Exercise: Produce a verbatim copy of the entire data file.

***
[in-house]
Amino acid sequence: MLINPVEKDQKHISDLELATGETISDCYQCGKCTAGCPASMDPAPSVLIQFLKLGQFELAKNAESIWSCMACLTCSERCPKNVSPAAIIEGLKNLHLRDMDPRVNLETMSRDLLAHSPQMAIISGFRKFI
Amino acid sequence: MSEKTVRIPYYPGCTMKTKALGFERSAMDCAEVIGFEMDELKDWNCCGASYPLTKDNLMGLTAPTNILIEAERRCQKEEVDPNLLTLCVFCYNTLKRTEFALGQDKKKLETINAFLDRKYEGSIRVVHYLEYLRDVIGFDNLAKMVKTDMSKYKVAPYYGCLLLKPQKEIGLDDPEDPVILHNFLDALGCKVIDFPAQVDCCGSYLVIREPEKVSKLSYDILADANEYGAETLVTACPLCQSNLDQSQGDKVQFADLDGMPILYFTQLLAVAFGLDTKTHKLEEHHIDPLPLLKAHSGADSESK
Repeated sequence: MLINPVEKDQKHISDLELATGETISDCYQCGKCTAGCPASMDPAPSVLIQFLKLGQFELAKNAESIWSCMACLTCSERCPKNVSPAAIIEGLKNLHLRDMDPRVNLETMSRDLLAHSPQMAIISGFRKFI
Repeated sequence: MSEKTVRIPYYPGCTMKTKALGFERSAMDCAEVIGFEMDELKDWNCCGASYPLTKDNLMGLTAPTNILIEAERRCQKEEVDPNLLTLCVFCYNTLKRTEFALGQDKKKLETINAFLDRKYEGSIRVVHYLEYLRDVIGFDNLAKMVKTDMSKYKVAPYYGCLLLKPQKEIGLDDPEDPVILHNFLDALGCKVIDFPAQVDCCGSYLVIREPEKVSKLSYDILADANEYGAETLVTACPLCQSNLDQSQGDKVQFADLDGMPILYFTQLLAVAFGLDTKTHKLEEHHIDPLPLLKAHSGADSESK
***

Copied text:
[in-house]
Amino acid sequence: MLINPVEKDQKHISDLELATGETISDCYQCGKCTAGCPASMDPAPSVLIQFLKLGQFELAKNAESIWSCMACLTCSERCPKNVSPAAIIEGLKNLHLRDMDPRVNLETMSRDLLAHSPQMAIISGFRKFI
Amino acid sequence: MSEKTVRIPYYPGCTMKTKALGFERSAMDCAEVIGFEMDELKDWNCCGASYPLTKDNLMGLTAPTNILIEAERRCQKEEVDPNLLTLCVFCYNTLKRTEFALGQDKKKLETINAFLDRKYEGSIRVVHYLEYLRDVIGFDNLAKMVKTDMSKYKVAPYYGCLLLKPQKEIGLDDPEDPVILHNFLDALGCKVIDFPAQVDCCGSYLVIREPEKVSKLSYDILADANEYGAETLVTACPLCQSNLDQSQGDKVQFADLDGMPILYFTQLLAVAFGLDTKTHKLEEHHIDPLPLLKAHSGADSESK
Repeated sequence: MLINPVEKDQKHISDLELATGETISDCYQCGKCTAGCPASMDPAPSVLIQFLKLGQFELAKNAESIWSCMACLTCSERCPKNVSPAAIIEGLKNLHLRDMDPRVNLETMSRDLLAHSPQMAIISGFRKFI
Repeated sequence: MSEKTVRIPYYPGCTMKTKALGFERSAMDCAEVIGFEMDELKDWNCCGASYPLTKDNLMGLTAPTNILIEAERRCQKEEVDPNLLTLCVFCYNTLKRTEFALGQDKKKLETINAFLDRKYEGSIRVVHYLEYLRDVIGFDNLAKMVKTDMSKYKVAPYYGCLLLKPQKEIGLDDPEDPVILHNFLDALGCKVIDFPAQVDCCGSYLVIREPEKVSKLSYDILADANEYGAETLVTACPLCQSNLDQSQGDKVQFADLDGMPILYFTQLLAVAFGLDTKTHKLEEHHIDPLPLLKAHSGADSESK